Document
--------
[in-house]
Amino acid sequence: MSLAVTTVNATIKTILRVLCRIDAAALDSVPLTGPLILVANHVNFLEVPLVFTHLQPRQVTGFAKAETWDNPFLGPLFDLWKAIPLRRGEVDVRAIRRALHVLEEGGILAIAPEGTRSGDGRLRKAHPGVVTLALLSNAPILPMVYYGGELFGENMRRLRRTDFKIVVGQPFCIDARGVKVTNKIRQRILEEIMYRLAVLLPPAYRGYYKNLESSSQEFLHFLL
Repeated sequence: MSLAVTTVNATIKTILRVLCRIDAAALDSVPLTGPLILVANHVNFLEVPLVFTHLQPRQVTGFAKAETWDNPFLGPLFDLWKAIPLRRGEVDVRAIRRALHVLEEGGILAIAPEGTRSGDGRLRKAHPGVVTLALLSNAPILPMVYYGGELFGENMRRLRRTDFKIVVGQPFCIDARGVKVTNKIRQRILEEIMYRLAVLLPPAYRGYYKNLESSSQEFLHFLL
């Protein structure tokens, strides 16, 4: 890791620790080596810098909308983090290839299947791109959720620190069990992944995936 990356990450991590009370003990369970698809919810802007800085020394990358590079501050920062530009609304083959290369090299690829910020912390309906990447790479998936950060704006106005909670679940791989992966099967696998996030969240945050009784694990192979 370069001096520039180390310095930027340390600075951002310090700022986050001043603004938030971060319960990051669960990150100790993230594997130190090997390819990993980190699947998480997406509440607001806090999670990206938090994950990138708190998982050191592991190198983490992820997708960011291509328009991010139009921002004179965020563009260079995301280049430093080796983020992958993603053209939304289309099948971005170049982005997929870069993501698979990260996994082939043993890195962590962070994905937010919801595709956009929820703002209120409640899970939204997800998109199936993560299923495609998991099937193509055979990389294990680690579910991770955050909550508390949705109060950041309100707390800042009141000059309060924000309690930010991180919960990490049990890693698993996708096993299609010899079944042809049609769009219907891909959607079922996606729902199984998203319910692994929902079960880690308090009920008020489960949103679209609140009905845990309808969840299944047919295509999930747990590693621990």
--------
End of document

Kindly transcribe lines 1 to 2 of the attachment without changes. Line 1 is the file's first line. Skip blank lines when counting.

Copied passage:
[in-house]
Amino acid sequence: MSLAVTTVNATIKTILRVLCRIDAAALDSVPLTGPLILVANHVNFLEVPLVFTHLQPRQVTGFAKAETWDNPFLGPLFDLWKAIPLRRGEVDVRAIRRALHVLEEGGILAIAPEGTRSGDGRLRKAHPGVVTLALLSNAPILPMVYYGGELFGENMRRLRRTDFKIVVGQPFCIDARGVKVTNKIRQRILEEIMYRLAVLLPPAYRGYYKNLESSSQEFLHFLL